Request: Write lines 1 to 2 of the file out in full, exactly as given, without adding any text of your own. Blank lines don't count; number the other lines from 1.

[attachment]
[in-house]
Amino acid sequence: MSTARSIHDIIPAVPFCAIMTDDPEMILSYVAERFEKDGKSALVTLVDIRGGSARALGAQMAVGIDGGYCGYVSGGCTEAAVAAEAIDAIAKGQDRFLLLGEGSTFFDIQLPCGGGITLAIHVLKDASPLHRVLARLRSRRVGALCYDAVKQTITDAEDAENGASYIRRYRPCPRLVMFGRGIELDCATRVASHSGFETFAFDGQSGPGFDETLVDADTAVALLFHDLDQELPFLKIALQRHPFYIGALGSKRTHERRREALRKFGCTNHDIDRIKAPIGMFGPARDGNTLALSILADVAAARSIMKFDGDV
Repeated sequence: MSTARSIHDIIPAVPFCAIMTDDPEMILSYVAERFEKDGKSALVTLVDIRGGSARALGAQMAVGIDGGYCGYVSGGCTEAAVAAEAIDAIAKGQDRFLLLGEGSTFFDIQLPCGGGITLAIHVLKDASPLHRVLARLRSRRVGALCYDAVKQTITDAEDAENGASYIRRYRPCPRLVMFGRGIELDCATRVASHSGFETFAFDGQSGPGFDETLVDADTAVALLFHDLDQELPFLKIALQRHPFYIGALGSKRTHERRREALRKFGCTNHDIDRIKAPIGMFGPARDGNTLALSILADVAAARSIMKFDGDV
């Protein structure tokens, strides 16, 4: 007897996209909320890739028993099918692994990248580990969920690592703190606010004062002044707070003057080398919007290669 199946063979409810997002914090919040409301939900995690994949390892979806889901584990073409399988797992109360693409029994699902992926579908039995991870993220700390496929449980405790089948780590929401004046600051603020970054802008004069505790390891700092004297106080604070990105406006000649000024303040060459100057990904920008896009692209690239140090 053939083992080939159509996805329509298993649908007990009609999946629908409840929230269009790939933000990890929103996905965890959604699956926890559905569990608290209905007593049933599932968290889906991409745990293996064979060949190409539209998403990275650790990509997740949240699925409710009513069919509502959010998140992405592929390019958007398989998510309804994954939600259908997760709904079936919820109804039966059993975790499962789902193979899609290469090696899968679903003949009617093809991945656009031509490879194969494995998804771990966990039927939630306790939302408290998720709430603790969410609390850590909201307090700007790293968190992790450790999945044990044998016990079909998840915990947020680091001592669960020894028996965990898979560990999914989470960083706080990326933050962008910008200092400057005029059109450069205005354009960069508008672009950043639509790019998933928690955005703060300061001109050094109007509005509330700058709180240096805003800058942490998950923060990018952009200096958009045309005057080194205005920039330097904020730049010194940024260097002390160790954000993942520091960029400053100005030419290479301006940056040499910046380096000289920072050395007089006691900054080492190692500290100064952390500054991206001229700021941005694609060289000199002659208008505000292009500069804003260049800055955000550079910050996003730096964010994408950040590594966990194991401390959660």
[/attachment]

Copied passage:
[in-house]
Amino acid sequence: MSTARSIHDIIPAVPFCAIMTDDPEMILSYVAERFEKDGKSALVTLVDIRGGSARALGAQMAVGIDGGYCGYVSGGCTEAAVAAEAIDAIAKGQDRFLLLGEGSTFFDIQLPCGGGITLAIHVLKDASPLHRVLARLRSRRVGALCYDAVKQTITDAEDAENGASYIRRYRPCPRLVMFGRGIELDCATRVASHSGFETFAFDGQSGPGFDETLVDADTAVALLFHDLDQELPFLKIALQRHPFYIGALGSKRTHERRREALRKFGCTNHDIDRIKAPIGMFGPARDGNTLALSILADVAAARSIMKFDGDV